WASHINGTON – President Bush reviewed potential candidates for the Supreme Court (search) as he flew home Friday on Air Force One from the terrorism-interrupted summit of world leaders in Scotland.
Bush was to devote his Saturday radio address to the subject of terrorism and will make a speech on terrorism Monday in Quantico, Va. The War on Terror was the keystone theme of his re-election campaign and his strongest issue with voters.
Immediately upon landing, Bush flew by helicopter to downtown Washington and stopped at the British ambassador's residence to sign a condolence book for victims of Thursday's deadly subway and bus bombings in London (search).
"To those who suffered loss of life, we pray for God's blessing," the president said after signing the book. "For those injured, we pray for fast healing. The British people are steadfast and strong"
Monday's speech was scheduled before the London attacks, White House press secretary Scott McClellan (search) said. "The attacks that occurred in London give even more significance to the remarks."
On the return flight from Scotland, Bush discussed possible court nominees with White House Chief of Staff Andy Card. The president had pored over court material on his flight to Europe on Tuesday. The White House did not reveal who was on the list to replace retiring Justice Sandra Day O'Connor.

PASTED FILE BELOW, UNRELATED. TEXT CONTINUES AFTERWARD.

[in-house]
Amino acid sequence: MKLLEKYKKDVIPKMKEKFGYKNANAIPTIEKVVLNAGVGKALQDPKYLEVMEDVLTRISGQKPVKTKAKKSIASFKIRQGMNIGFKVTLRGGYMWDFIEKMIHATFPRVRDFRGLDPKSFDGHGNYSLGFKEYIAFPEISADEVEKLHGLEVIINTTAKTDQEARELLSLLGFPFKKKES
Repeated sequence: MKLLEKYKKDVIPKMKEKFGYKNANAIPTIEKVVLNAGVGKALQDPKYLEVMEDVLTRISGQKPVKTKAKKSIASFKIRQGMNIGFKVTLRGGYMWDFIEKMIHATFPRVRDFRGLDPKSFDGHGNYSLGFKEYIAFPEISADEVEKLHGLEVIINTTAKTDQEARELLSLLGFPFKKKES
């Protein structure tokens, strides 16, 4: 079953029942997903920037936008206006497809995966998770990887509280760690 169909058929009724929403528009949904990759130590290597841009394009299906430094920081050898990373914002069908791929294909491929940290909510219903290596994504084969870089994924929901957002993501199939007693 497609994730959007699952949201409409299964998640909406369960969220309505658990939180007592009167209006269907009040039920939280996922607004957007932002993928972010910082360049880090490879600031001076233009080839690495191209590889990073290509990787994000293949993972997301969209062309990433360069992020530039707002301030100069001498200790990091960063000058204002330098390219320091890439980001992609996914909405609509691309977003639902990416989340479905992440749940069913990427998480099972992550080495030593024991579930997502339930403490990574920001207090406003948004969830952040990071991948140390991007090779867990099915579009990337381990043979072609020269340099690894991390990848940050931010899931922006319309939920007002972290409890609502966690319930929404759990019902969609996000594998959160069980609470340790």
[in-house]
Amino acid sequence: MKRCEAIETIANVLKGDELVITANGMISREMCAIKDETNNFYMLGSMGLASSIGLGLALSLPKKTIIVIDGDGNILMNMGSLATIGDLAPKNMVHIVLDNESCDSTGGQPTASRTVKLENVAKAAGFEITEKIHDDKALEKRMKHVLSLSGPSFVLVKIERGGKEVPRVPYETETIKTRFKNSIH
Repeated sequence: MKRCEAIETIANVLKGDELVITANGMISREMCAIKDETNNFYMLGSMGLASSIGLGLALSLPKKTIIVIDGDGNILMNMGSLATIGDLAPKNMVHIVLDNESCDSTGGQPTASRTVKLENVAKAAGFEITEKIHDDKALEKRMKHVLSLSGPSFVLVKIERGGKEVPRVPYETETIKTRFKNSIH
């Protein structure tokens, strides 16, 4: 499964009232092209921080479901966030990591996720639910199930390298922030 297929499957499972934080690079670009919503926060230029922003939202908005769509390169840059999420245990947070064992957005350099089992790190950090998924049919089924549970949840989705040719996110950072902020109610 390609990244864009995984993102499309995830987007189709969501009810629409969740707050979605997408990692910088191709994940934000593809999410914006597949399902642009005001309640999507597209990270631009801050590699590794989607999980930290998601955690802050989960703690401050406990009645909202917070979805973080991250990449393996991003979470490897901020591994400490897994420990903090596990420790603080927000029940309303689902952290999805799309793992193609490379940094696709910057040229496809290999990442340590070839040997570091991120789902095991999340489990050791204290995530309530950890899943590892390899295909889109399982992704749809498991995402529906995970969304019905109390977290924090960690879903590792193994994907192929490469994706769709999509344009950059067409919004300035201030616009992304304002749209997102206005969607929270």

On Tuesday, Bush is to meet at the White House with Senate leaders, Democrats as well as Republicans, to discuss the court vacancy. The group is to include Majority Leader Bill Frist, R-Tenn., Minority Leader Harry Reid, D-Nev., and Senate Judiciary Committee Chairman Arlen Specter, R-Pa., and Sen. Patrick Leahy, the ranking Democrat on that panel.
McClellan said Bush's staff also was making consultative calls with senators.
McClellan declined to say whether Bush had talked with any of the candidates, saying he would not disclose details of the selection process.
Bush spent three days in Gleneagles, Scotland at the G-8 summit of leaders from Britain, France, Germany, Russia, Italy, Canada, Japan and the United States.
Sen. Kent Conrad, D-N.D., said he was contacted Friday by White House Counsel Harriet Miers, who sought his opinion on a replacement for O'Connor.
Conrad said he told Miers he would support Attorney General Alberto Gonzales for the post, if he is nominated. He also said he suggested the president nominate Kermit Bye, a North Dakota native who sits on the 8th U.S. Circuit Court of Appeals
Bye's nomination would likely not have the support of conservatives. On Friday, the 8th Circuit, in an opinion he wrote, ruled that the Partial-Birth Abortion Ban Act is unconstitutional because it makes no exception for the health of the woman.
Card has contacted several other Democratic senators, including Senate Minority Whip Dick Durbin of Illinois, Edward Kennedy of Massachusetts and Charles Schumer of New York.